We are publishing this insightful paper authored by Ishtiaq Ahmed. This paper was written as part of a theme ‘More than Maoism: Rural Dislocation in South Asia’ under the aegis of ISAS, National University of Singapore. In many ways, documentation of the Left movements is an important area that has not been researched and documented. This is why Dr Ahmed’s contribution is so important. Raza Rumi
During the late 1960s and early 1970s, Maoist ideas gained considerable popularity and influence in left politics and the labour movement, and made an impact on Pakistani mainstream politics, which was out of proportion to the Maoists’ political strength in the overall balance of power. Neither class structure nor the ideological and political composition of the state apparatus warranted any such advantage to Maoism. Clues to it are to be found in the peculiar power game over security and influence going on at that time between several states in that region and, perhaps, more crucially in the internal political situation surrounding the rise to power of Zulfikar Ali Bhutto (1971-77). His fall from power, the coming into power of an Islamist regime under General Muhammad Zia-ul-Haq (1977-88), and the Afghan jihad spelled disaster for leftist politics. In the 1980s, Maoism faded into oblivion.
I recently came across this brilliant feature by Shehar Bano Khan on Tahira Mazhar Ali – Tariq Ali’s mother and Sir Sikandar Hayat Khan’s daughter. It is a very interesting account coming from the daughter of one of the most influential politicians of Punjab. Her association with the Communist Party, her meetings with Nehru and Jinnah and her recollection of partition makes her part of our collective heritage. Published 5 years ago in Dawn, we are reproducing it here for the benefit of our readers. -YLH
She is blunt to a fault. Her brusqueness has not lost its sharp edge with time, neither has her witticism surrendered to old age. At 80, Tahira Mazhar Ali’s vivacity, her political ripostes, and her tirades against capitalism define her originality.
Filed under Left, Pakistan
Howard Zinn was a towering figure of our times. For society to remain balanced, there has to be a Howard Zinn blowing the whistle, calling spade a spade and keeping the mainstream discourse honest. The geniuses of our times – the Zinns, Eqbal Ahmeds, Saids, Chomskys and Barsamians have made a contribution and filled a gap at a crucial time in global history. – YLH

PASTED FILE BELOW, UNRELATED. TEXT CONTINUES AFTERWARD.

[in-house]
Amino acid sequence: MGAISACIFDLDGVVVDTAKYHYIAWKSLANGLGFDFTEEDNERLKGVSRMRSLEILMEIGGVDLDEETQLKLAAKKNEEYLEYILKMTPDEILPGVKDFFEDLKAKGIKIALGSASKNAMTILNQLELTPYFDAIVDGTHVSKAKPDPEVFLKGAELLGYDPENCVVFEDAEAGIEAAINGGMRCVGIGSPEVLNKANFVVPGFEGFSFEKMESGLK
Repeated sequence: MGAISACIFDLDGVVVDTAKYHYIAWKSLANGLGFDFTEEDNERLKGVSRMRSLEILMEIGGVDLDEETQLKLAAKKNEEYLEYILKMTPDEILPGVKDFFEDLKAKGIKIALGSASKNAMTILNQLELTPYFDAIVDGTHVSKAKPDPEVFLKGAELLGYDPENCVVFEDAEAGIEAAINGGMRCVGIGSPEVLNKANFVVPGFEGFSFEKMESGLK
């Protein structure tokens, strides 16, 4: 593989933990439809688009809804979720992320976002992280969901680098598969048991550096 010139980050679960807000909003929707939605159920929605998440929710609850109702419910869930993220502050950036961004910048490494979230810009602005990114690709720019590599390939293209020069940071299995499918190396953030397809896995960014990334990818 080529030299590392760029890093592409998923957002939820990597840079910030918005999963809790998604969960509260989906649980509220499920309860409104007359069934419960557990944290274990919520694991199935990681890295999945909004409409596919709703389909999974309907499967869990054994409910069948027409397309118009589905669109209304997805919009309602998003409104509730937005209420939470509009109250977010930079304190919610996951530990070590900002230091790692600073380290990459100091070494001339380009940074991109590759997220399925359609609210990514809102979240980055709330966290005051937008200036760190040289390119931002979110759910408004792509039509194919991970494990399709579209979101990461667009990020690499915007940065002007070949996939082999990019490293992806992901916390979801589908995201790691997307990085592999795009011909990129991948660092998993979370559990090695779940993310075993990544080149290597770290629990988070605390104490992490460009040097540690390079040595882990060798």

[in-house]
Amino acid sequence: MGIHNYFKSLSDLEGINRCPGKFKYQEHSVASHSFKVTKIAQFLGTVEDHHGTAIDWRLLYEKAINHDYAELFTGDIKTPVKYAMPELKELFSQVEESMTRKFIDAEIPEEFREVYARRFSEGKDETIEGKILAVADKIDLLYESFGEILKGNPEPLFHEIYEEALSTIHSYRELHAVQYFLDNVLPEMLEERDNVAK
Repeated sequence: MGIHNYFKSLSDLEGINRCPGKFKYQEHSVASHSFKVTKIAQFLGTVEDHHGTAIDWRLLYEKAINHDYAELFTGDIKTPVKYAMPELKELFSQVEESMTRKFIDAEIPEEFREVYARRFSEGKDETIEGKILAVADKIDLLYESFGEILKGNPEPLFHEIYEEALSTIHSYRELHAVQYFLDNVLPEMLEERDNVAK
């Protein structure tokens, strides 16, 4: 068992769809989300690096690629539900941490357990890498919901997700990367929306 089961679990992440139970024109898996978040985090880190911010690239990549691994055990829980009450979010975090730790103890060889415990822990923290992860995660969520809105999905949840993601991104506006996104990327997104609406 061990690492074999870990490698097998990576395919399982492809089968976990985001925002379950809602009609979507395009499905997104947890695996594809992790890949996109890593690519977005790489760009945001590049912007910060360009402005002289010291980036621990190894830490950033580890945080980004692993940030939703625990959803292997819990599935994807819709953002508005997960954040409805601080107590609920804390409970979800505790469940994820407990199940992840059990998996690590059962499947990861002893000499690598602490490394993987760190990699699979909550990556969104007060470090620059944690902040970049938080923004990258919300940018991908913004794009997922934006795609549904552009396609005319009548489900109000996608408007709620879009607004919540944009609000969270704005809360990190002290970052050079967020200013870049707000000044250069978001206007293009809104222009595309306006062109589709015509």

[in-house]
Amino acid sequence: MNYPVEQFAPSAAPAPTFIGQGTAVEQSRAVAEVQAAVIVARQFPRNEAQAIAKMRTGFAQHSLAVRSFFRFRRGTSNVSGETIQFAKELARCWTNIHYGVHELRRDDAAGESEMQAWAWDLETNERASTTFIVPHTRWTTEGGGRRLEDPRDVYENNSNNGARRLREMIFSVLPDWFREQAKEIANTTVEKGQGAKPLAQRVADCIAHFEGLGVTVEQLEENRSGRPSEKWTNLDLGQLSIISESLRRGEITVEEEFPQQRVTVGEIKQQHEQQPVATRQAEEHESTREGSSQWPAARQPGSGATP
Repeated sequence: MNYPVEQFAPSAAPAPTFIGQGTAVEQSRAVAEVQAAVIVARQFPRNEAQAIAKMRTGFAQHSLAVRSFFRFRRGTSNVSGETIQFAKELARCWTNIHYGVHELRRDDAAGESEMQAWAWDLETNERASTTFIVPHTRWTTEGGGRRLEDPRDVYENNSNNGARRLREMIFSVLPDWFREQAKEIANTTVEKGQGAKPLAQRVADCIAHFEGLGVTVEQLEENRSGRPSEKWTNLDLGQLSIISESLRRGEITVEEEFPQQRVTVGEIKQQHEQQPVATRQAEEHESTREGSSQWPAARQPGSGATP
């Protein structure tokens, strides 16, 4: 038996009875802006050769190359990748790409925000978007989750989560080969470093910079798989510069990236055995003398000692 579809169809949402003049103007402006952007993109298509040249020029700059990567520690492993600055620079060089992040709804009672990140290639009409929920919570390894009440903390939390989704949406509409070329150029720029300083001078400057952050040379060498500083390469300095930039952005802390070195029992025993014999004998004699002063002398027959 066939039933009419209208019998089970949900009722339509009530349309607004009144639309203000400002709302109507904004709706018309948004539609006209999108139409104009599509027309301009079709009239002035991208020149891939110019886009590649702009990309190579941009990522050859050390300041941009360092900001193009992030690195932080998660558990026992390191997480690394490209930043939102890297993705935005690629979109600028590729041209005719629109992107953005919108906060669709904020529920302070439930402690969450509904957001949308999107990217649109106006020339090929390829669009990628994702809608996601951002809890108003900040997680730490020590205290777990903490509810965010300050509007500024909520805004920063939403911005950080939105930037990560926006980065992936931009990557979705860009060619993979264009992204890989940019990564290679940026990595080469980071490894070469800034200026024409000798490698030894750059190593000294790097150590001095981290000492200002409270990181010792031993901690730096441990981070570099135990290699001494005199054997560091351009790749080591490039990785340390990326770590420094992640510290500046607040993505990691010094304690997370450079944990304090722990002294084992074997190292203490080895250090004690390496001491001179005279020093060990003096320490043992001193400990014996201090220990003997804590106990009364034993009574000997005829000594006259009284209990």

Americans have been taught that their nation is civilised and humane. But, too often, US actions have been uncivilised and inhumane.” That was the American historian Howard Zinn who taught a whole generation of Americans to view the history of their country through a lens quite different from the rose-tinted lenses of most of his fellow historians whose work takes care to do nothing to besmirch America’s reputation as “the land of the free and the home of the brave”. Zinn stands out since much of modern historiography is crawling with feckless nationalism. Yes, the infusion of commonplace loyalties in a tract about the past is not always deliberately arrived at for it often flows from subtle conditioning. Just as you wouldn’t read Abul Fazal for a critical account of Emperor Akbar’s exploits, it would be a rare Indian or a Pakistani who questions tired axioms rooted in nationalist loyalties, and which pass for a glimpse of our past. Continue reading
(As a tribute to Late Jyoti Basu we are posting this brilliant performance by Lal Theater in Lahore- YLH)
‘Machine’ of Jana Natya Manch (Janam – Safdar Hashmi’s group).
From Partition onward, Nasir Khan writes, a dusty cafe was the centre of Lahore’s literary life.
Pak Tea House sits on Mall Road in Old Anarkali, nestled between tyre suppliers and motorcycle workshops.
Before Partition it was the India Tea House, but 1947 and a quick paint job changed that. No one knows why it became – along with several similar shops on the same street – a favourite haunt of so many intellectuals. Maybe it was the cheap but good milky tea, or the extra-sweet biscuits. Perhaps it was the literary sensibility of the first post-Partition owners, two brothers from India. It might have been the radio on the counter that was constantly tuned to Lahore’s call-in request programme. And, for scores of struggling writers and poets, the availability of food on credit certainly had something to do with it. Continue reading